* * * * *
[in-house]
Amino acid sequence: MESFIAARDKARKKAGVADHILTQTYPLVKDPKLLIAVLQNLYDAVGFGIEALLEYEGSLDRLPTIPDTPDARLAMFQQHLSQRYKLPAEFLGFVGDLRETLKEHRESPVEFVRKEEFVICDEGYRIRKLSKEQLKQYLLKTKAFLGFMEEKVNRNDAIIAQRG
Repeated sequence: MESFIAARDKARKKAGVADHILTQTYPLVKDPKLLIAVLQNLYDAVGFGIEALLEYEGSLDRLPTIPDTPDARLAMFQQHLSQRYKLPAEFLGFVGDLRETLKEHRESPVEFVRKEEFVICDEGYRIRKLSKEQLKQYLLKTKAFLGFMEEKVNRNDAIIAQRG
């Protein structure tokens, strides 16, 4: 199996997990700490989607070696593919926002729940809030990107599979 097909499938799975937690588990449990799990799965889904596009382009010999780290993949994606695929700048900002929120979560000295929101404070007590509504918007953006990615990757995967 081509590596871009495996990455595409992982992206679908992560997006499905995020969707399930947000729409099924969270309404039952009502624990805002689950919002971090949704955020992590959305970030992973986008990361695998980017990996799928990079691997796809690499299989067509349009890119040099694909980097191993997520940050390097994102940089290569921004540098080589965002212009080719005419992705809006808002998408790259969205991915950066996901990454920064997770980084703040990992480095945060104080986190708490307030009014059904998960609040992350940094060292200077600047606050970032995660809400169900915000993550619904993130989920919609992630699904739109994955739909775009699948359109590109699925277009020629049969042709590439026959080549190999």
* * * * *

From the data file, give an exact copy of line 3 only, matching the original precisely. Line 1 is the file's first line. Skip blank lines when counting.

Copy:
Repeated sequence: MESFIAARDKARKKAGVADHILTQTYPLVKDPKLLIAVLQNLYDAVGFGIEALLEYEGSLDRLPTIPDTPDARLAMFQQHLSQRYKLPAEFLGFVGDLRETLKEHRESPVEFVRKEEFVICDEGYRIRKLSKEQLKQYLLKTKAFLGFMEEKVNRNDAIIAQRG